According to the most recent Bloomberg New Energy Finance (BNEF) Climatescope survey, developing countries have taken a leading role in the renewable energy transition. In 2017, renewables represented the majority of all new power-generating capacity added in emerging markets, and these countries saw $143 billion in new clean energy investments. What has primed these countries for sustainability leadership, and what does this leadership look like in action?
Trends in Clean Energy
Although developed countries like the United Kingdom have made headlines for hitting renewable energy milestones, their developing counterparts have been doing significant work. For example, China made almost one-third of the world’s clean energy investments in 2018, while India was ranked fifth globally in installed renewable capacity.
China and India have also grown their coal capacity, which speaks to developing countries’ needs for electricity to support economic growth. However, some countries that lack legacy fossil fuel infrastructures may be able to “leapfrog” over fossil fuel energy sources and embrace renewables from the start.
In either case, the Paris Agreement has provided a guiding principle for many governments, who have set official targets that incentivize new clean energy investments. For example, India is on pace to exceed its Paris Agreement targets for emission reductions and renewable capacity. Moreso, Morocco is one of only two countries whose goals have been rated by Climate Action Tracker to be compatible with the Paris Agreement’s more aggressive 1.5˚C global warming threshold.
What makes all this possible is the falling cost of renewable energy. A recent International Renewable Energy Agency report found that unsubsidized renewables are often cheaper than fossil fuels, a trend that is expected to continue as technology costs drop.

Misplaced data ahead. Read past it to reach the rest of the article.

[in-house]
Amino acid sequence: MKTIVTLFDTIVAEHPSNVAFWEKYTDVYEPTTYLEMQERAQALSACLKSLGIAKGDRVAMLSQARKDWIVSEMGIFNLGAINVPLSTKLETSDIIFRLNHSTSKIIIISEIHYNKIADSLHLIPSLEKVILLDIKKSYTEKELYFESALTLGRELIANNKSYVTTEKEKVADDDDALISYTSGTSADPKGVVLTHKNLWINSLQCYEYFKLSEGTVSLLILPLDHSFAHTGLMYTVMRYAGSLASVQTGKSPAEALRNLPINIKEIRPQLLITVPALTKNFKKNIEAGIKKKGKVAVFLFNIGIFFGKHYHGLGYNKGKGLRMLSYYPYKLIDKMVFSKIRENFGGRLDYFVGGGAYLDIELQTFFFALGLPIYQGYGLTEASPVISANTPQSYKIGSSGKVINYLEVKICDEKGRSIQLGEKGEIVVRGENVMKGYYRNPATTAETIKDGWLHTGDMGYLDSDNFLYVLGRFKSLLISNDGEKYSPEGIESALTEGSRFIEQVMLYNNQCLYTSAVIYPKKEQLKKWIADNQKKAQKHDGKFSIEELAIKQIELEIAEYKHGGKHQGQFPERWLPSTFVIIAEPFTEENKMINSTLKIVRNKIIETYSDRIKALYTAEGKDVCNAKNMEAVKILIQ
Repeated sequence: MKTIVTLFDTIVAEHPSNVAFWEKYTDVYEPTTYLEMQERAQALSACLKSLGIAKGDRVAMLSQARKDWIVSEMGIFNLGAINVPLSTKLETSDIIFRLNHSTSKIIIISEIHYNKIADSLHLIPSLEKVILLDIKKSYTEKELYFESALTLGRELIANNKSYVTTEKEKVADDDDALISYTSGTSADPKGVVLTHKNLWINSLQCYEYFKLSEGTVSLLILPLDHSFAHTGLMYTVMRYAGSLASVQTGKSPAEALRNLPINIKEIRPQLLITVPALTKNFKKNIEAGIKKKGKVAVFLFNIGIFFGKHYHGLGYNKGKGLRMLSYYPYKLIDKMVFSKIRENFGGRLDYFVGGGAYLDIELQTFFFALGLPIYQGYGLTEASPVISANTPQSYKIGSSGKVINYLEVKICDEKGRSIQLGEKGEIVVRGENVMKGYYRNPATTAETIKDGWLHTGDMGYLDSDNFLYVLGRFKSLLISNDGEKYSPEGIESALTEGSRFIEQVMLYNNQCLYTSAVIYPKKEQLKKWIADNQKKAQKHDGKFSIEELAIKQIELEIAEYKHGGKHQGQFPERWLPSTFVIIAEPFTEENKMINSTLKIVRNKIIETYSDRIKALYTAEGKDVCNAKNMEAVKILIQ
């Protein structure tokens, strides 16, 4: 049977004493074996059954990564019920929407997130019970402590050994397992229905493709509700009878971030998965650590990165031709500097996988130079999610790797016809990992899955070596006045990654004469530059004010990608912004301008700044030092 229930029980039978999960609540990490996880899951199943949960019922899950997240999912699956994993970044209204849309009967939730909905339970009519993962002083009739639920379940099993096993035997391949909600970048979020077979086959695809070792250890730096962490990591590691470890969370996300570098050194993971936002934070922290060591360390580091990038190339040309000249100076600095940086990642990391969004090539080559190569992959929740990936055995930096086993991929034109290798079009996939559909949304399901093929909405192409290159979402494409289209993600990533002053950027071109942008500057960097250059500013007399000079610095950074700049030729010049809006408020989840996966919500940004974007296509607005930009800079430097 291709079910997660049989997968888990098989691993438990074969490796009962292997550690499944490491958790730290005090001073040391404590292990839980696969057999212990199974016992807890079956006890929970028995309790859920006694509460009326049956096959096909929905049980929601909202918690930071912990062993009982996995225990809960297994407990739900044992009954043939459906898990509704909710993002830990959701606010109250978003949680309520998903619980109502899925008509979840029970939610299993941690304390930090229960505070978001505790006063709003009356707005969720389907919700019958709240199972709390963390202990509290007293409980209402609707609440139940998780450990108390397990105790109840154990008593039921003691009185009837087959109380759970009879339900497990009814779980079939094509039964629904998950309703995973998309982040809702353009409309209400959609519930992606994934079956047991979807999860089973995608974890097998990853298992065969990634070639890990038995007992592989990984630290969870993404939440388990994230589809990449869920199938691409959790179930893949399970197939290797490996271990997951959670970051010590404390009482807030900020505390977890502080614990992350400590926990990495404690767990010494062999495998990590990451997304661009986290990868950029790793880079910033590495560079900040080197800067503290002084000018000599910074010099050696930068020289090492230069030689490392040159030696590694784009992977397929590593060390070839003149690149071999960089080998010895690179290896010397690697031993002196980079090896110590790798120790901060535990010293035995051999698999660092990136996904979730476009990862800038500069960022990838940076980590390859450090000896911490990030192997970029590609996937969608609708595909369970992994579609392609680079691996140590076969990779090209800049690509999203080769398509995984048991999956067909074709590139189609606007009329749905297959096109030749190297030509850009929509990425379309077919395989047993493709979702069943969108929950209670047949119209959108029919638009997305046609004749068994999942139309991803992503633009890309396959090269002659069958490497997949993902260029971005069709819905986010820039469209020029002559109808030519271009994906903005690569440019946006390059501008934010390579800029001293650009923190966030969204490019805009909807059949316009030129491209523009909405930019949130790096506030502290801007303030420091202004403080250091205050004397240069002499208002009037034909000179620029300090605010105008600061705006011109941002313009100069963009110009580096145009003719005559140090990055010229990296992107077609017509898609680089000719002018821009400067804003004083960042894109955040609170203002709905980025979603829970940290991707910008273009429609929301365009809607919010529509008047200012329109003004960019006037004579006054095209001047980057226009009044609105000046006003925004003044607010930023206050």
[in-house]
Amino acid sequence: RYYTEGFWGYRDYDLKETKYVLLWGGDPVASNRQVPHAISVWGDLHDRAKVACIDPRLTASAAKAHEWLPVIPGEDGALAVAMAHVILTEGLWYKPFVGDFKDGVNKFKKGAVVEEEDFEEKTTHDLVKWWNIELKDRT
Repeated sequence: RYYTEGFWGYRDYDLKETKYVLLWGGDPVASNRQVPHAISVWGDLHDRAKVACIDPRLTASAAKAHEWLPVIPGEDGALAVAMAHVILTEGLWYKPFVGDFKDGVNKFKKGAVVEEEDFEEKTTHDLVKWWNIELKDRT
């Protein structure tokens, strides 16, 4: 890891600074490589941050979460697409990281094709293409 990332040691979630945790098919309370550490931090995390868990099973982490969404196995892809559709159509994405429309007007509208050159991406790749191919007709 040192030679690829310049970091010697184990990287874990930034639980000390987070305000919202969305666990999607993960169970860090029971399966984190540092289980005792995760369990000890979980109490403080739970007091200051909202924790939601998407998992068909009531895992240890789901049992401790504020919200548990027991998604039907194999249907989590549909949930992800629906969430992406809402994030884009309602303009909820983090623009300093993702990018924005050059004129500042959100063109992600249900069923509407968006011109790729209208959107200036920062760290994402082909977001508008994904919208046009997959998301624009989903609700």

Spotlight on Latin America
Latin American countries have made noteworthy progress in renewable energy. The Institute for Energy Economics and Financial Analysis has called Uruguay a “profoundly instructive example that can be applied in countless other countries.”
While hydropower gave the country a head start, it has increasingly adopted solar and wind, which now account for over 40% of its power generation (up from 1% in 2013). Uruguay also exports electricity produced through clean energy solutions to larger neighboring countries like Argentina and Brazil.
Meanwhile, Chile was ranked first in the Climatescope survey of countries driving the energy transition. BNEF cites the country’s sympathetic policies, its record of clean power investments, and its ambitious commitments. Renewables powered a quarter of Chile’s energy in 2017, and its mandates aim for 60% renewable energy generation by 2035, according to BNEF.
Despite these trends in innovation and renewable infrastructure, the US Energy Information Agency predicts that it will not be until 2050 that renewable energy sources account for half of the world’s overall electricity generation.
Want to learn more about renewable energy trends? Read:
- Clean Energy Investment, Policy, Innovation to Propel Further Renewable Growth and Demand
- Tracking Coal Production in the Face of the Paris Agreement
- Low-Cost Renewables Have Big Implications for the Utilities Industry
- The Low Cost of Renewable Energy Is Driving Big Changes in the Power Sector
- Renewable Energy Growth and the Benefits of an Expanding Industry